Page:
Svetlana Zakharova knows that a lot of jealousy surrounds her but she's fought for her rightful position in the dance world since she was a child:
It was a tough struggle at the Vaganova Academy. I was ten, and several times I just wanted to leave everything to return home to my family. This does not mean that the world of dance is the one portrayed in the movie Black Swan, which I'd always avoided until I happened to see it on a plane en route to the United States.
No Black Swan episodes in Zakharova's career then?
Well, one day at the Bolshoi, I found my costume cut in half, a minute before I had to go on stage. I remember how the wardrobe mistress' hands were trembling as she tried to repair it seconds before I had to enter. I never found out who was the culprit. There is much invidiousness around me, but I try to not let such people get too close, and just ignore it.
Would she like to make a film?
I love the cinema. I love the stories of Kings and Queens… lately I watched Doctor Zhivago again and it was electrifying. However, just as I like the idea of making my début as an actress, right now I can't afford to leave dance for a long period of time. Ballet is all-encompassing and demands self-denial. How many sacrifices… even food! I feed myself with vitamins, my diet is my job. Dance is my life.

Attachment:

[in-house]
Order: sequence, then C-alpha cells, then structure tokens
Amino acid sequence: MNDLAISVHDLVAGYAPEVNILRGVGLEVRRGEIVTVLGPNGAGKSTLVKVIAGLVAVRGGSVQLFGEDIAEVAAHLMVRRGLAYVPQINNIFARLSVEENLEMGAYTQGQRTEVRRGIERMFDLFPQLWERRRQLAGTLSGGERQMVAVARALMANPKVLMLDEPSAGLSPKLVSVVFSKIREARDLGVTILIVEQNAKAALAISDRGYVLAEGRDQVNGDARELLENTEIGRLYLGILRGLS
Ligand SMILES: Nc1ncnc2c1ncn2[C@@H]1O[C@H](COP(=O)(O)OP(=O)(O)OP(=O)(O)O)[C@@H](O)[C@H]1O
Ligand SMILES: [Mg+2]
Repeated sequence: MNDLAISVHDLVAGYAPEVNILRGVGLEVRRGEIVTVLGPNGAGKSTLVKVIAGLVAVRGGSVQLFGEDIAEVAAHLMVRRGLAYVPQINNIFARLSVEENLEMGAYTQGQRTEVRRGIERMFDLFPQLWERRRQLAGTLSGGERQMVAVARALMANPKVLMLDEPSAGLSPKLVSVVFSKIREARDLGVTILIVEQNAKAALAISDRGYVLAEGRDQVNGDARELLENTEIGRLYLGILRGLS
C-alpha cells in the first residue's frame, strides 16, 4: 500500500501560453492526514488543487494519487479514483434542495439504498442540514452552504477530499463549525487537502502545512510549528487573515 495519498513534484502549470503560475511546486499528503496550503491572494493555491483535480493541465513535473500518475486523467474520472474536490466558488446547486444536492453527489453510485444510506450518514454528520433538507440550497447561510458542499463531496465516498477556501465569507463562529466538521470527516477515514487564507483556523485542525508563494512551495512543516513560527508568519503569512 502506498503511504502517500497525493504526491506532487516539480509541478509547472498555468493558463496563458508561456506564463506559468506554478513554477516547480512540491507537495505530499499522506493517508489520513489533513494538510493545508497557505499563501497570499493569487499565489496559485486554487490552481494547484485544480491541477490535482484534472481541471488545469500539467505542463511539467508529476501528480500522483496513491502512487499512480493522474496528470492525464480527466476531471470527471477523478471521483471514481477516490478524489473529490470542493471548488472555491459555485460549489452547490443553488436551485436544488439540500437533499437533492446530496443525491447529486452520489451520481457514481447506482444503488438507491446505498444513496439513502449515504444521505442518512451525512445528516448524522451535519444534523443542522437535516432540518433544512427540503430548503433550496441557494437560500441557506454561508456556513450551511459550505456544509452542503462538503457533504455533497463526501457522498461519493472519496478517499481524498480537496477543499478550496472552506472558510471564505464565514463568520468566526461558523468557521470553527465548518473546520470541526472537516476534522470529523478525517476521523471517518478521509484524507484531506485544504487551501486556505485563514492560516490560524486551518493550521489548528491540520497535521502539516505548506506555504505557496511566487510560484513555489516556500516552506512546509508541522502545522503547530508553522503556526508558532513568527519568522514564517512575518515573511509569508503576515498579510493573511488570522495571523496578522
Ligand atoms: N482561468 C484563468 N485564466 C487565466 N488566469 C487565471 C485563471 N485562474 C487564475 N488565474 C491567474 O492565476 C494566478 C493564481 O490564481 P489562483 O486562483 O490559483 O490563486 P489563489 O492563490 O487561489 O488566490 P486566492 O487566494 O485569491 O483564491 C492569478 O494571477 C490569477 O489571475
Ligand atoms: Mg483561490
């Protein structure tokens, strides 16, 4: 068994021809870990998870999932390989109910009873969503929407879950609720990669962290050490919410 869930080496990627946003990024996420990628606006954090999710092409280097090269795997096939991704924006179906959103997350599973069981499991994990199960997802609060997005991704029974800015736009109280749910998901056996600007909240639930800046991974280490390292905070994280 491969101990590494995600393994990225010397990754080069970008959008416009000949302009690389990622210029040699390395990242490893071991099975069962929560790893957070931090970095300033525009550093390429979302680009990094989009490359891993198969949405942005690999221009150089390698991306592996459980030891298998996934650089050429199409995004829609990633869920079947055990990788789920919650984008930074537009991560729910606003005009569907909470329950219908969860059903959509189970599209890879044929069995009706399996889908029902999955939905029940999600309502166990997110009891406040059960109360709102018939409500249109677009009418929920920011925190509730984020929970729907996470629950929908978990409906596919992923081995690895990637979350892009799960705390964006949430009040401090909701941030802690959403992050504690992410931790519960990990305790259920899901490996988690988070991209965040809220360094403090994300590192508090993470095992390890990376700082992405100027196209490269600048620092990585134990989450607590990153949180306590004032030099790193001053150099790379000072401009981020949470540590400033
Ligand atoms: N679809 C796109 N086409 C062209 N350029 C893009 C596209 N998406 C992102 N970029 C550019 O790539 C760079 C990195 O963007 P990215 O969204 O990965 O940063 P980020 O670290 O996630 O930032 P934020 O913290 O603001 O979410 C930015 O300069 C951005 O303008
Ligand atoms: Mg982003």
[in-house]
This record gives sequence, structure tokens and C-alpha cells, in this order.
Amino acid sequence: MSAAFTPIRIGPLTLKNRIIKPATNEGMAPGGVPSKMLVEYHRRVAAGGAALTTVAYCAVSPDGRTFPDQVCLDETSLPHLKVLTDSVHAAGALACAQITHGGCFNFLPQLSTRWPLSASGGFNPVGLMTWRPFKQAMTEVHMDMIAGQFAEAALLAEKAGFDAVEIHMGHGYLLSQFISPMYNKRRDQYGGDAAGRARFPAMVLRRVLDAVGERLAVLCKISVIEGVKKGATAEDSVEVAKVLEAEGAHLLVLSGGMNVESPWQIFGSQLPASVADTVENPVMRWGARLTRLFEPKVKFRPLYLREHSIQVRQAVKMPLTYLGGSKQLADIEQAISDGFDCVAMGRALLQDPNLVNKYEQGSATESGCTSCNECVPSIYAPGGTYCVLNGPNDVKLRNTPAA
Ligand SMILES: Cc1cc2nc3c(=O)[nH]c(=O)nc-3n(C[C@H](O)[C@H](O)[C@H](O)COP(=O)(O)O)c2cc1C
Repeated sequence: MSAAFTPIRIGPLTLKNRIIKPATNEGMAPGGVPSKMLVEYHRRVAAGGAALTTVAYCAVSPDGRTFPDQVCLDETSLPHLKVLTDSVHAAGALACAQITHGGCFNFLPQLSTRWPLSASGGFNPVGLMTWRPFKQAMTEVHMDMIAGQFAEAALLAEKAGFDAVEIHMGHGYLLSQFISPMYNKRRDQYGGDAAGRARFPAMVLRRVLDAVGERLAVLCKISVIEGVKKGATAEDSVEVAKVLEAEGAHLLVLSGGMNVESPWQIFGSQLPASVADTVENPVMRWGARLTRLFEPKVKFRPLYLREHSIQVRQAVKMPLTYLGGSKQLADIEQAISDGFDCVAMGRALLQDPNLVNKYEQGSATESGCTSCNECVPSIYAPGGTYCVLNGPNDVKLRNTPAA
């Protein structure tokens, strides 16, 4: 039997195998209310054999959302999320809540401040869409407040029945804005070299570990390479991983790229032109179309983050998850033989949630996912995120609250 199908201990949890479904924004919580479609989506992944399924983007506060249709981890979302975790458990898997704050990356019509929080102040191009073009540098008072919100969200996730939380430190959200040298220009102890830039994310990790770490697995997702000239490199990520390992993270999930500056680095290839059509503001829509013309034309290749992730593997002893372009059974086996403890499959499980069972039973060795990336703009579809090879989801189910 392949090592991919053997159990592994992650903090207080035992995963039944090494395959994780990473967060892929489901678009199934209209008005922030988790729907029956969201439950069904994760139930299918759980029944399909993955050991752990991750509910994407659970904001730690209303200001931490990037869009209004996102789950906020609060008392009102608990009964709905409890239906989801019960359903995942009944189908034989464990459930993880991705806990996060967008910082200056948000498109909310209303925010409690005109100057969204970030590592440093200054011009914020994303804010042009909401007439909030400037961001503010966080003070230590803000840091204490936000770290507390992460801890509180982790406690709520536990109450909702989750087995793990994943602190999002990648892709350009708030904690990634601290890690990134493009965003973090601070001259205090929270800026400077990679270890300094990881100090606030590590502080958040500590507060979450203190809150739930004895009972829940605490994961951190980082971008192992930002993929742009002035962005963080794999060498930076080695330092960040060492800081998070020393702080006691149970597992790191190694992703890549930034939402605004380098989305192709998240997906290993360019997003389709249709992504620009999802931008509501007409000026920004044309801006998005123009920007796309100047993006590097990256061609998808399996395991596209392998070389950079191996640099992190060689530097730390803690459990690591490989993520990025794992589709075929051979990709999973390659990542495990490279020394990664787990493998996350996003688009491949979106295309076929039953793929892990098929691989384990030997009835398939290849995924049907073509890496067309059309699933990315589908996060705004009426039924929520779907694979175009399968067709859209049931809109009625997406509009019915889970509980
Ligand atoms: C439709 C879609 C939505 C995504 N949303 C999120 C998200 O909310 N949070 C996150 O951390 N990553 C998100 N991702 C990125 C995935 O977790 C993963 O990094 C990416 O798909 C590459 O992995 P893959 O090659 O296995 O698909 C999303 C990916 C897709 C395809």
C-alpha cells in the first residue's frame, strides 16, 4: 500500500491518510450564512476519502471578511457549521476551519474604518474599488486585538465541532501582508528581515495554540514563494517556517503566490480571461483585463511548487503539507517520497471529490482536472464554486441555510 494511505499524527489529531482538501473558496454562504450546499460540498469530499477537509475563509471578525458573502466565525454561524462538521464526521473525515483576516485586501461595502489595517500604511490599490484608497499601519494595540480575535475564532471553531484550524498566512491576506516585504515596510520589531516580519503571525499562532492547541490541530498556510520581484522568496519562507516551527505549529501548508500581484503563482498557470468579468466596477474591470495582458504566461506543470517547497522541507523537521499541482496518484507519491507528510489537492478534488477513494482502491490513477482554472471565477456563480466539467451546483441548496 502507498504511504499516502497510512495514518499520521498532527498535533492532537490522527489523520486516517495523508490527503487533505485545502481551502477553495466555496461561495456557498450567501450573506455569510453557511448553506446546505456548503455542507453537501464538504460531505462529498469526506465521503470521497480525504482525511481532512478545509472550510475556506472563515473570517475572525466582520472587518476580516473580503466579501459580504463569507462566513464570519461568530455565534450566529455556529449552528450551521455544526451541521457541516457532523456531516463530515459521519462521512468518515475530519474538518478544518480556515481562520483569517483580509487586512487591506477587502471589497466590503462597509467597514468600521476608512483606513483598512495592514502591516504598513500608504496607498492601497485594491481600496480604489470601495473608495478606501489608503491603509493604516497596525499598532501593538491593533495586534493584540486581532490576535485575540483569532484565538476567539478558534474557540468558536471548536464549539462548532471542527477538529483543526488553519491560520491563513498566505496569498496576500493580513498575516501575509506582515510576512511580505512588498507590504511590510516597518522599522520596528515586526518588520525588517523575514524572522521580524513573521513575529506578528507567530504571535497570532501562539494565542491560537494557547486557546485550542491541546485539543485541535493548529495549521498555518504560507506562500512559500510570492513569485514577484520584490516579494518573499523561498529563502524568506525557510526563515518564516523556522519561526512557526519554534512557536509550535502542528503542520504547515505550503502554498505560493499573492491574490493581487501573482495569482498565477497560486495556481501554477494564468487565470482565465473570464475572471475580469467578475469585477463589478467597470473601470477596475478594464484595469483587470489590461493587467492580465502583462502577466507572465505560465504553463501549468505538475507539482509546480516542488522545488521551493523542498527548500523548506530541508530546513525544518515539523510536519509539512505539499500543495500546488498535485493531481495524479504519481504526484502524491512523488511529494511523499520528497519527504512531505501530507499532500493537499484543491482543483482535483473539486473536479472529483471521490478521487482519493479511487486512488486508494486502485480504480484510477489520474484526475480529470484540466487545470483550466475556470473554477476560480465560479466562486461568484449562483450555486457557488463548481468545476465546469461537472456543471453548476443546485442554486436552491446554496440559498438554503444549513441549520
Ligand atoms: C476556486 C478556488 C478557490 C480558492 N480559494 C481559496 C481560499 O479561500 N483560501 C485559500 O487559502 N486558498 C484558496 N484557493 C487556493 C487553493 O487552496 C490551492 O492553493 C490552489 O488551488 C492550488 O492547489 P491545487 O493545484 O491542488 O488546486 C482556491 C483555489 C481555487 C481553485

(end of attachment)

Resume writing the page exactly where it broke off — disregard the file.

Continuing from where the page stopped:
Valeria Crippa's interview appears in the Milan-based newspaper, the Corriere della Sera, which is launching a series of twenty ballet DVDs to come out weekly with the newspaper. The first of these is La Scala's Giselle with Zakharova and Roberto Bolle, one of her three favourite partners, she says, along with David Hallberg and Igor Zelensky.
I was seventeen when I danced the role for the first time at the Mariinsky theatre. I studied the role with my teacher Olga Moiseyeva examining every detail of not just the body movements of the character but also her soul… even though I was very young, I knew that I was working on something extremely important.
A favourite piece in her repertoire then?
Oh, I'm very unfaithful… though only with choreographers!
Graham Spicer is a writer, director and photographer in Milan, blogging (under the name ‘Gramilano') about dance, opera, music and photography for people “who are a bit like me and like some of the things I like”. He was a regular columnist for Opera Now magazine and wrote for the BBC until transferring to Italy.
His scribblings have appeared in various publications from Woman's Weekly to Gay Times, and he wrote the ‘Danza in Italia' column for Dancing Times magazine.
In the first answer it is written, “it was a tough struggle in the Vaganova Academy when I was 10” or something similar. But when she was 10 she did not go to the Vaganova Academy but to the Kiev Ballet School…..
I noticed the same.